I Was There: Even The Losers Get Lucky SometimesS

There are plenty of decade retrospectives happening everywhere right now, but we'd also like you to participate. Tell us about the best game you've seen in person this decade with the tag #iwasthere. Mine: Patriots at Giants, Week 17!

It wasn't my idea to go to the Giants' final regular season game in late December of 2007. Personally, I saw no upside: the Giants were locked, win or lose, into a #5 postseason slot, and numerous sports shouters were of the opinion that Tom Coughlin ought to rest ailing starters like Plaxico Burress in advance of the playoffs. I figured I'd be better off on the couch.

But a friend of mine — let's call him Bill, since that rhymes with his actual name — peer pressured me to seek out some tickets and did not hesitate for a second when I came back with a pair a tad outside our range. Why would he? Bill's team was the Patriots, and they were coming to the Meadowlands with a perfect season on the line.

The game was at 8:15 on a Saturday night. Bill was in a Wes Welker jersey, and I wore long underwear and a hoodie and a Shockey #80 that I had borrowed-slash-stolen from a friend. (It became obsolete, sniff, and he never asked for it back.) The parking lot of Giants Stadium was a festive if bizzaro affair, with the ratio of home fans to visitors noticeably out of whack.

The result of this crazy alchemy was everyone was just happy to be there. Giants fans in particular were about as laid back as we'd ever been, knowing that (barring injuries) nothing could really go wrong. Should the Patriots win, we'd see history made, and if the Giants could only…

Ha! Yeah right, like the Giants would win.

This was our attitude, or at least it was mine. So when Eli hit Plaxico for 52 yards on the very second play of the game, we reacted with dumb and spontaneous glee.

You know when young toddlers, confronted with candy or the sight of a real live dump truck, get excited beyond their vocabulary and just begin hopping and flapping their arms? That was us, and Brandon Jacobs hadn't even capped off the drive with a touchdown yet. I couldn't embrace Bill, so I bearhugged some strangers around me instead. I hugged them a lot that night.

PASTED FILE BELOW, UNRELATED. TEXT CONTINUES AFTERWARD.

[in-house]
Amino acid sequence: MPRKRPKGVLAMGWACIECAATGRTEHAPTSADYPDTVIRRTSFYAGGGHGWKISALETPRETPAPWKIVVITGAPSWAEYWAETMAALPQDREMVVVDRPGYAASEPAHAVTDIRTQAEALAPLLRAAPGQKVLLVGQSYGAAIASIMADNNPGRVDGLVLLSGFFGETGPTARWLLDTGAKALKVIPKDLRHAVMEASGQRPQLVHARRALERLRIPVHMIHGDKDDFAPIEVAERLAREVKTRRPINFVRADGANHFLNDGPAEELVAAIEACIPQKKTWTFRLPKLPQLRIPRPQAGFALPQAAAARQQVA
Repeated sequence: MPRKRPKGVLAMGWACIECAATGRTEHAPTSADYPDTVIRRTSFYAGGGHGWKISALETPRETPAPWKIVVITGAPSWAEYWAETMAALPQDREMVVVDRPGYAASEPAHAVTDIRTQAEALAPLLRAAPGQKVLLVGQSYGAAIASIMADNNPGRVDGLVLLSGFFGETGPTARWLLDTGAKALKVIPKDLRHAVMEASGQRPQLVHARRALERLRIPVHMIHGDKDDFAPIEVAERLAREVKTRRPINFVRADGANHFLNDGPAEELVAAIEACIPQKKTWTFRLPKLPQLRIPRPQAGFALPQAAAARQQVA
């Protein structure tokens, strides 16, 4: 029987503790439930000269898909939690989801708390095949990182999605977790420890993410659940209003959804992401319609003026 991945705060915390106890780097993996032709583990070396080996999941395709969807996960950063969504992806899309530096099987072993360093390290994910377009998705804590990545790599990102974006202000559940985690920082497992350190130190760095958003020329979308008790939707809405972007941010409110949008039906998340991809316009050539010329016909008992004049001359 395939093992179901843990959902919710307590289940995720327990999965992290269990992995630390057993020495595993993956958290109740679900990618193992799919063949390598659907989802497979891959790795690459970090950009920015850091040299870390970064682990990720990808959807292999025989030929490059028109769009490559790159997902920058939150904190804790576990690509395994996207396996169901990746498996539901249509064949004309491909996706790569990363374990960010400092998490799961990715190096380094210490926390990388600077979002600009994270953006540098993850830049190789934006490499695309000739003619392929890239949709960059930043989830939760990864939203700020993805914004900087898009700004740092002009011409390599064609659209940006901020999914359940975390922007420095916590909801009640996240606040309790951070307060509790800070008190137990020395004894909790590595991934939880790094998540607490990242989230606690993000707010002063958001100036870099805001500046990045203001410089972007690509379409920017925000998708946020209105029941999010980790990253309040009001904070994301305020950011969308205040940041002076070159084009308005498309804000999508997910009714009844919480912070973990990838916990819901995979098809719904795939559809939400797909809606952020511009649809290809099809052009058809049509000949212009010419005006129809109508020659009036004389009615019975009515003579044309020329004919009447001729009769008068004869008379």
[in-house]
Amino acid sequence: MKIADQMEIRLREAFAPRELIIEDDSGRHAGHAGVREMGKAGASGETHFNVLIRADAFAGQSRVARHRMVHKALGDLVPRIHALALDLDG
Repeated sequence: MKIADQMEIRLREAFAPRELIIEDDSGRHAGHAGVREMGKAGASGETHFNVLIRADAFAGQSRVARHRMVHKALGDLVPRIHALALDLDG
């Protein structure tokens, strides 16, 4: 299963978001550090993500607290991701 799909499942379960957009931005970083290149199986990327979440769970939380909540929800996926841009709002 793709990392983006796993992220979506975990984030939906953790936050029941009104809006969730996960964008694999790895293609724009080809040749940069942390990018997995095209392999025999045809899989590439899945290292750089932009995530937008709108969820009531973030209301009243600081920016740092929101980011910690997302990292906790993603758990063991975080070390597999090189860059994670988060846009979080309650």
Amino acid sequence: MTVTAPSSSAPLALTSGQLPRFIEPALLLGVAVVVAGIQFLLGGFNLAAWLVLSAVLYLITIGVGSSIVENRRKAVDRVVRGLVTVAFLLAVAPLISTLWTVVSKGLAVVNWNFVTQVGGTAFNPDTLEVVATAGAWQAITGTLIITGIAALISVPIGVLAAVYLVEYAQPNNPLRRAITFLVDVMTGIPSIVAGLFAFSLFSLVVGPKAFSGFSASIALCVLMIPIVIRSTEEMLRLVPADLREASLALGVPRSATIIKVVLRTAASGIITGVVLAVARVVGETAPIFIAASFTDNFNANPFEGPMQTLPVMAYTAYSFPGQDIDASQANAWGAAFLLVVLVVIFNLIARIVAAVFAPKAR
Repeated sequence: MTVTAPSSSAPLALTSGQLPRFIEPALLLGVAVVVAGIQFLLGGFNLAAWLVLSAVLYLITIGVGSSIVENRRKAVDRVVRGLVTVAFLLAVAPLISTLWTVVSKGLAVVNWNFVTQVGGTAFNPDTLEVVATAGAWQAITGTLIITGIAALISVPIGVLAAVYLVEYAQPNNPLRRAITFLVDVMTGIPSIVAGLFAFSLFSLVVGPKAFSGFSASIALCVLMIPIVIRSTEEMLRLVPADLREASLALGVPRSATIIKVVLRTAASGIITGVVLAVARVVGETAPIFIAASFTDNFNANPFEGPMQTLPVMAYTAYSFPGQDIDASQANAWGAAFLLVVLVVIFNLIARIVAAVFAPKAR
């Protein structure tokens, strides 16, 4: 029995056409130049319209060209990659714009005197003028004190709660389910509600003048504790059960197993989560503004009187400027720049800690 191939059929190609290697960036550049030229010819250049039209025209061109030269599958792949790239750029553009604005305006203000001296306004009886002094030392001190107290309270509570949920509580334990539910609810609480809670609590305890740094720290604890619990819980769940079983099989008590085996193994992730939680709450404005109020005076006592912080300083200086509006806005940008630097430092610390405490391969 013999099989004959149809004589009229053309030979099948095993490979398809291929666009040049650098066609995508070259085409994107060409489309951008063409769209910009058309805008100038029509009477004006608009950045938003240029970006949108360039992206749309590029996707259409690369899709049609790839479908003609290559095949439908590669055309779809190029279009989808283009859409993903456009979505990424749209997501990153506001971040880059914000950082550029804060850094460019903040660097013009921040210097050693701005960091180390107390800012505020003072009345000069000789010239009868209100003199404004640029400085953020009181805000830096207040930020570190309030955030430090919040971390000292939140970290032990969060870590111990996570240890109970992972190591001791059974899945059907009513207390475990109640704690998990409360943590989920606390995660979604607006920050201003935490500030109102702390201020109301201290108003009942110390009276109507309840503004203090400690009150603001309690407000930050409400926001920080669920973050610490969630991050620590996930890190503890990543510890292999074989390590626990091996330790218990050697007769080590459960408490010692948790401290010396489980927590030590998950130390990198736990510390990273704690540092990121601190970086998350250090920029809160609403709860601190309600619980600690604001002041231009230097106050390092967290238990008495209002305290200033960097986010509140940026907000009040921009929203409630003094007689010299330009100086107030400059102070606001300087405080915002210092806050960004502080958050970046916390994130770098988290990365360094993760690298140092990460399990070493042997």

The Giants were winning at halftime, 21-16, and Bill and I had depleted all of the contents of our flask. I was giddy, and he was zen.

With the Giants leading 28-23 early in the fourth quarter, Tom Brady hit Randy Moss with a 65-yard bomb that set new NFL touchdown pass records for both players and reminded us mere mortals of New England's omnipotence.

Eli would throw an interception on the next series. The Patriots would convert it into a touchdown. We were disappointed, sure, but also impressed. This was Tom Brady and the Patriots. What else did we expect?

The Giants never led again. But down 10 with under five minutes remaining, they did something almost as good: drove an authoritative 68 yards on 11 plays and picked up a touchdown with a minute to go. Against the Patriots, man, who fielded the onsides kick and became the first team to go 16-0.

It was unclear which fan base had more to celebrate. Bill had found some simpatico New England fans in the stands near us and they were busy high-fiving and hollering and basking in the glow.

But the Giants crowd was loopy and amped. The strangers and I shouted at each other in incredulous tones. Did you see how well they played? They almost beat the Pats! Since when does Eli scramble? Since when can Eli drive the field? That was the best they've played all year!

I was drunk enough on whiskey and high enough on life that I guess I scaled a barrier and hopped right onto a bus. I didn't know where Bill was, but I wasn't worried either. I sat down in the first seat and looked out the window over the snaking line of people that I had just cut. I had never left a stadium happier, and my team hadn't even won.